This post was inspired by a lecture series of Carl Bender [1].

## The case

I will consider the function on the complex plane, defined by

Have a look at a complex plot of it

- has a a logarithmic singularity at .
- is analytic in
- has a logarithmic cut on the line

For the following series representation holds

Claim: The series sucks in practice!

## The study (i)

Once upon a time some guy called Padé came along, being unnerved by the wackness of Taylor-like series, and proposed what is now known as Padé approximants. His idea was to find polynomials and of degree and , such that

.

In a similar way of Taylor polynomials approximating , he simply tried rational expressions.

Q: How does one find these these polynomials? A: By comparing to the Taylor series.

**Example 1:** Find . Start with an ansatz:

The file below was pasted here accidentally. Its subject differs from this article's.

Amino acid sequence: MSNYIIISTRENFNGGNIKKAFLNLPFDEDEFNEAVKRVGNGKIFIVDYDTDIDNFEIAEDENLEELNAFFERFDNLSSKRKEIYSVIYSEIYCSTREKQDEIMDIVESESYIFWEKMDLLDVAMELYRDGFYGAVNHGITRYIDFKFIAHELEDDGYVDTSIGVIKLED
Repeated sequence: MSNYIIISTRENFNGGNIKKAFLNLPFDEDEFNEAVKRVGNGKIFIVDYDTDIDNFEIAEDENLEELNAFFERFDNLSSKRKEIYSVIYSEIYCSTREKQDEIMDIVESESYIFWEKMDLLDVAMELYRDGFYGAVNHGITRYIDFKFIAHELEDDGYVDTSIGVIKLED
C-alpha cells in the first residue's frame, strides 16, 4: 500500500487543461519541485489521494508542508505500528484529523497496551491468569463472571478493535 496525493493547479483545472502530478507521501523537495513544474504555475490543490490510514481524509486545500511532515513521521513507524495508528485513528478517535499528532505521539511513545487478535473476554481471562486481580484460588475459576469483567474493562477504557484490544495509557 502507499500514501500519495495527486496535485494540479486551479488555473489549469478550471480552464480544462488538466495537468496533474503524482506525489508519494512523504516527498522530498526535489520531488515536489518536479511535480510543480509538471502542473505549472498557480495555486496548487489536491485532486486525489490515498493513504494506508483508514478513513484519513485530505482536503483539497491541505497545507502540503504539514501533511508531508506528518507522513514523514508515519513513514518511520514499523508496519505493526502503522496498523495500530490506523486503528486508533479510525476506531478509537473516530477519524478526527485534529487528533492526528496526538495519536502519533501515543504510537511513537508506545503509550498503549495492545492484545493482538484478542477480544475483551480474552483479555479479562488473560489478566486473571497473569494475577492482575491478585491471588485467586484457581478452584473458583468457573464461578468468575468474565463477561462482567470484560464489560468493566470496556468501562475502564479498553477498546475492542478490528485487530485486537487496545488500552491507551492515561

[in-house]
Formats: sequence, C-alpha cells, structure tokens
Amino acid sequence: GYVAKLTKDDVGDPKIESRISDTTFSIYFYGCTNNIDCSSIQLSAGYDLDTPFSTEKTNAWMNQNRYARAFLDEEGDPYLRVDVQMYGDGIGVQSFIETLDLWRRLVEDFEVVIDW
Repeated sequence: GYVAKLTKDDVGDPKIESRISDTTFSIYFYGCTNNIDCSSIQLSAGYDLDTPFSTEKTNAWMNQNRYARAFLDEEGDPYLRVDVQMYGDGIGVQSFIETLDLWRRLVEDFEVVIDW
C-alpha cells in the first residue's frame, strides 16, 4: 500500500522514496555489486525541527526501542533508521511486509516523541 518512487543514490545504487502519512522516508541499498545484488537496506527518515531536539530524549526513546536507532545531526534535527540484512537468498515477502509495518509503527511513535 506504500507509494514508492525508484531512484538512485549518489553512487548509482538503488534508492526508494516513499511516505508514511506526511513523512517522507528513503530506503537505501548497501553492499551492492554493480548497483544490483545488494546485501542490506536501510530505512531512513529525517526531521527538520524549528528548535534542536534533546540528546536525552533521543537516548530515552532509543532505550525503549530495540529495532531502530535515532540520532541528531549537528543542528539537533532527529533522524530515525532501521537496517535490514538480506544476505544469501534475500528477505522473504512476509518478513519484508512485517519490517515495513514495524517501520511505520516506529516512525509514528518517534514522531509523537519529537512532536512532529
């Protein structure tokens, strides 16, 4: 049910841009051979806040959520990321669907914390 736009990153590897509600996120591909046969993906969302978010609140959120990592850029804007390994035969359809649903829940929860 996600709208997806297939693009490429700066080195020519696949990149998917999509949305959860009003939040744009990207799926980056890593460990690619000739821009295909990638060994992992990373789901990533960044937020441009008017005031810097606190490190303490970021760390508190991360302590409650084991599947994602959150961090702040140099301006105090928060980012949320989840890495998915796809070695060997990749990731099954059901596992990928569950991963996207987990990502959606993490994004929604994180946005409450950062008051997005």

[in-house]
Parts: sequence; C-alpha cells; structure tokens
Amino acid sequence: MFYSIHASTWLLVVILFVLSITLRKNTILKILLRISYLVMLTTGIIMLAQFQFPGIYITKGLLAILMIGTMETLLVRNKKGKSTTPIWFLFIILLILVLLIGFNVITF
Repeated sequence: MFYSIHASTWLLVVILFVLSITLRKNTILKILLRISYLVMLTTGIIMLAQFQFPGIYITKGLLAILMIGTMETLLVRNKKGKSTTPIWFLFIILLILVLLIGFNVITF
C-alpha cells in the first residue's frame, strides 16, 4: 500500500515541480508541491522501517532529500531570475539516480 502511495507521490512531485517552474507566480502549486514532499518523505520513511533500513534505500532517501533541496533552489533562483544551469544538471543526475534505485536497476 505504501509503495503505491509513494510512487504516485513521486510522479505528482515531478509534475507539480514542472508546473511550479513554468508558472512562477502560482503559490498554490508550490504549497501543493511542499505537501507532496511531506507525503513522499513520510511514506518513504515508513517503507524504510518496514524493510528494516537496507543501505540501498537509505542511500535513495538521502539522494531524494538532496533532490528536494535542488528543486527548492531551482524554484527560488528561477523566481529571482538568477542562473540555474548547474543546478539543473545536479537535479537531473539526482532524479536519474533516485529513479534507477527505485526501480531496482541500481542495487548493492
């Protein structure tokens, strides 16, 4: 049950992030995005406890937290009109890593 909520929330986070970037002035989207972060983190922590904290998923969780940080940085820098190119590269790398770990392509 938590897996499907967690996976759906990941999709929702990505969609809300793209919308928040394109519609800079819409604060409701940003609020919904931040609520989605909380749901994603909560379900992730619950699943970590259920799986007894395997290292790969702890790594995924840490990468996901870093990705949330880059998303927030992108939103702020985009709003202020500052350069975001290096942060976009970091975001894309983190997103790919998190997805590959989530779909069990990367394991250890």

.

where I already put the lowest order coefficient in the denominator to , which is a convention that removes the ambiguousness of the polynomial parameters when considering ratios. So we have four parameters, which we can match to a Taylor polynomial of order three. To make progress, we expand our ansatz in powers of

where I already dropped terms that will be of fourth power or higher in . This expression should be matched to order by order in . A little algebra yields

.

This set of equations has a simple solution, resulting in

A quick fireprobe: this approximant suggests the approximate value for . This isn’t too bad, in fact you can add it to your stash of quick and dirty calculation library. Students are always impressed by this sort of witchcraft. I dare you to find an easier-to-remember value from the series representation…

**Example 2:** The Taylor polynomials are contained within the Padé approximants as

.

To be continued… I’m lacking blogging time atm…

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